Who would have thought that innumerable pliés performed by corpulent men in diaper-y thongs would be entertaining?  I was worried I would find it incredibly boring for a number of reason. First, from the agenda, it looked like it would go on for over 4 hours. Second, there is a lot of build-up to the match, but then the matches are over in just a couple of seconds. For every 10 seconds of wrestling, they probably spend 5 minutes squatting, slapping their thighs, lifting one leg way up, wiping their faces and armpits, and walking around the ring. And don’t forget throwing salt! I expected this to bore me to tears. After all, I’m American – I like my sports with action!!!

Surprisingly, I enjoyed the ritual, and I found myself raptly watching the whole thing. The event is really obviously steeped in tradition, and I loved watching the announcer come out and chant between bouts. I loved the positioning and severity of the refs. I liked watching how each wrestler had a different style of squatting, a different body type, level of flexibily, and degree of zest with which he threw his salt. Sumo is also exciting since it’s not divided into weight classes. Sometimes a HUGE guy would go out there and battle a short little shrimpy guy, and usually the shrimp won!

Here’s the breakdown of a typical round. The two guys come out, then perform their little act. The guy in the blue robe is VERY serious and walks like a robot.

Then the wrestlers throw in their salt and square off:

After about 5 minutes of the ‘dance,’ they finally wrestle:

After one falls down or gets pushed out of the ring, the other is declared the winner:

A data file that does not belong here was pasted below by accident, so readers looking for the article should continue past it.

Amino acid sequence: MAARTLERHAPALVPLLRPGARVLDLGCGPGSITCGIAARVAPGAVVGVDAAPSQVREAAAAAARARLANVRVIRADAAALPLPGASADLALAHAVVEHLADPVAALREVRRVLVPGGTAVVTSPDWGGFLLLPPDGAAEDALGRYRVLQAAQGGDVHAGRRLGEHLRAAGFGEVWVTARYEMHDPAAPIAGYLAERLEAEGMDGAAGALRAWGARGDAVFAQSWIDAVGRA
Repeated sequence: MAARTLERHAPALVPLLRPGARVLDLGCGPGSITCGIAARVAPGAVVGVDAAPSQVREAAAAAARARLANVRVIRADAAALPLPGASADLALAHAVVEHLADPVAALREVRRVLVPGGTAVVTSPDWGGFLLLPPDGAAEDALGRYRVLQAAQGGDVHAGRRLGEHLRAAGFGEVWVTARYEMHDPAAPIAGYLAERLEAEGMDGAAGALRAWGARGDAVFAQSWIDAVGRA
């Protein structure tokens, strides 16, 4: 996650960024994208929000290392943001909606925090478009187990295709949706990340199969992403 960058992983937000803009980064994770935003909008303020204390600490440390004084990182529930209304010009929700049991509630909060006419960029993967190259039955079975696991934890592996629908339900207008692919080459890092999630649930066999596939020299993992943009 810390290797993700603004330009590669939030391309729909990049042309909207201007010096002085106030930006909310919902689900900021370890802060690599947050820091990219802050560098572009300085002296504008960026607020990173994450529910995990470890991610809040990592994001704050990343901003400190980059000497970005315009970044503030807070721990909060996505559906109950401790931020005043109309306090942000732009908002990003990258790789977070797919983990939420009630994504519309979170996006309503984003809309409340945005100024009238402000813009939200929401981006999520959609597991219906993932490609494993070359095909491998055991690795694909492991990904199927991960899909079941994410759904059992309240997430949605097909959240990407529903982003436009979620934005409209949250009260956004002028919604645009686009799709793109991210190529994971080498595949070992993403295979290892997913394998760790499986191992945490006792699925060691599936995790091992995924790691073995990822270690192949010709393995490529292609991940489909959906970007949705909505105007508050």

Then the next guys come up and do it all again!

I was rooting for the guy closest to me every time, and that was a pretty good strategy. After it was over, I didn’t really have a clue who’d won or lost, but I felt I’d been properly entertained, and we also watched as they immediately turned the lights off and had the place pretty well cleaned out in about 5 mins. Here’s me with the emptying stadium:

It’s probably not something I’ll make a hobby of, but it was a really fun experience, and I’m so glad I went!

It likes all very much!

Well, I made it 6 days into the new year before simultaneously breaking every one of my resolutions, which is 5 more days than usual! It’s especially difficult here because everything in Japan is just so cute!!! I wasn’t feeling so hot tonight when I went to get some dinner from the grocery store, and walked out with lots of goodies. How can you resist their aesthetic charm? Here is the junk food I bought tonight:

Leafy Pie and the red cat bag…I mean, how could I say no? It turned out the red cat bag contained items with the consistency of cheesy poofs and the flavor of caramel corn. Needless to say, I had to reshape the bag for the photo because I demolished them faster than you could say “meow.”

These are not from tonight, but here is some other Japanese awesomeness. A six-pack of beer:

Popcorn in my chubby hand:

And a school bus I often pass in the same intersection on my way to work. I promise I normally do not take photos while driving!